Strong communication between all parties (employer, student and school) was a recurring theme throughout the symposium. The amount varied depending on the size and capacity of the employer but good communication, whether by phone or email, was cited as crucial focusing on setting expectations before the placement and helping to maximise impact after it has finished. This included ensuring some time for students to reflect verbally with their manager on what they were learning, as a way to better see what is sinking in and talk through other takeaways from the week.

Students suggested that a briefing note about the company or call prior to the placement detailing the job role and expectations would be useful to help with preparation and what to expect. They also stressed the importance of feedback following the placement so they could consolidate the experience. 

Employers also spoke about the need to maintain good communication with schools, who are key to facilitating and guiding students. This was echoed by Rod Natkiel, the CEO of Fair Train, who noted that being open about what to expect, clear lines of communication as well as a briefing for schools and parents, can all help to create a quality placement — and, that phone calls with students in advance are essential.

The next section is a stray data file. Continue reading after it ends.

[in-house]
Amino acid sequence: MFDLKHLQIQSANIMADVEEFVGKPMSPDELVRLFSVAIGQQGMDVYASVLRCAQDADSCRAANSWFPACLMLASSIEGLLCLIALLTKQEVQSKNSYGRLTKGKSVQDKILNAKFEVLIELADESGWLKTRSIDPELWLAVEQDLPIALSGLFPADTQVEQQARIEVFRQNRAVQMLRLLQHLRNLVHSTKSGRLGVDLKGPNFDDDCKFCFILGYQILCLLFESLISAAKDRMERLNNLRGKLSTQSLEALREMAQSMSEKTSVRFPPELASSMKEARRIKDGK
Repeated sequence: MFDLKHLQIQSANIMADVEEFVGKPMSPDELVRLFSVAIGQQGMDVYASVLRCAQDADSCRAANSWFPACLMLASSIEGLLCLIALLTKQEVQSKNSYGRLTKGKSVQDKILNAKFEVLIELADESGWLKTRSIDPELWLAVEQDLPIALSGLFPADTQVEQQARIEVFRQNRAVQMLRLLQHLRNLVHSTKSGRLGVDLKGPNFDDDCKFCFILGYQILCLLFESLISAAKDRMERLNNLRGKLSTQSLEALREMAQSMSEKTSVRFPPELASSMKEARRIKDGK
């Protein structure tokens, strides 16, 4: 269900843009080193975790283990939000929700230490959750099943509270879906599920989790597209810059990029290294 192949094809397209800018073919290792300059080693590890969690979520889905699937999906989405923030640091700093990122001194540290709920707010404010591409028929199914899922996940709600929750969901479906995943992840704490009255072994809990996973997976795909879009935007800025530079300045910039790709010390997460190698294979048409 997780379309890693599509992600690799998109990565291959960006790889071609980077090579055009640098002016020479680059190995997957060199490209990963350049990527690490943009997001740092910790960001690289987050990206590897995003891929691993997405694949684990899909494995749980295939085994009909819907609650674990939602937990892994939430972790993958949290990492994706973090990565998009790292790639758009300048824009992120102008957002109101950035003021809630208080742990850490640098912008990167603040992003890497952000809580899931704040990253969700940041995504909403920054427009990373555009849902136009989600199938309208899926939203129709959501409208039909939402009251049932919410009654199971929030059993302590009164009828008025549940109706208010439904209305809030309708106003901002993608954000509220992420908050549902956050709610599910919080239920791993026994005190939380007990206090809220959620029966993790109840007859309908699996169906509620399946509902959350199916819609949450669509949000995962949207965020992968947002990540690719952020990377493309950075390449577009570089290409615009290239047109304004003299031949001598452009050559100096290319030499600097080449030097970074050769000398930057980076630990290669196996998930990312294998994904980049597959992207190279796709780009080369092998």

S4SNextGen is here to help, working with employers to find a model and elements that best suits their business size and type. If you would like advice or guidance on how to have meaningful contact with students and schools, please get in touch.

4. Stay in touch after the placement 

Mel Kose from British Airways shared both the value and basic ways they stayed in touch with students post-placement. Mel discussed BA’s Student Ambassador programme demonstrating how continued contact makes placements more meaningful for employers and students alike. By creating a follow-on programme and post-placement contact methods (like a LinkedIn group), students could continue to attend networking events or develop their skills by assisting with BA events, which means they are more likely to stay in touch and hopefully consider BA in the future. Euan Blair, CEO of Whitehat Apprenticeships also mentioned the role of using social media effectively to let students know about future opportunities. 

S4SNextGen is exploring further advice and models for post-placement connections, working with employers on straightforward, practical and safeguarded ways to keep in touch with students, following their work experience. 

Thank you very much to our host M&G Investments, to the employers and students who shared their experiences and to everyone who attended the symposium. If you have read something that has interested you, please visit our S4SNextGen website or get in touch with us for more information. 

Interested in how you could offer work experience for state school students but not sure where to start? Please get in touch today!

S4SNextGen is a free programme to help support better links between top employers and state schools to connect their students with invaluable opportunities such as work experience. If you are a Speaker or HR/CSR professional interested in further engaging with state school students, please get in touch with us for more information.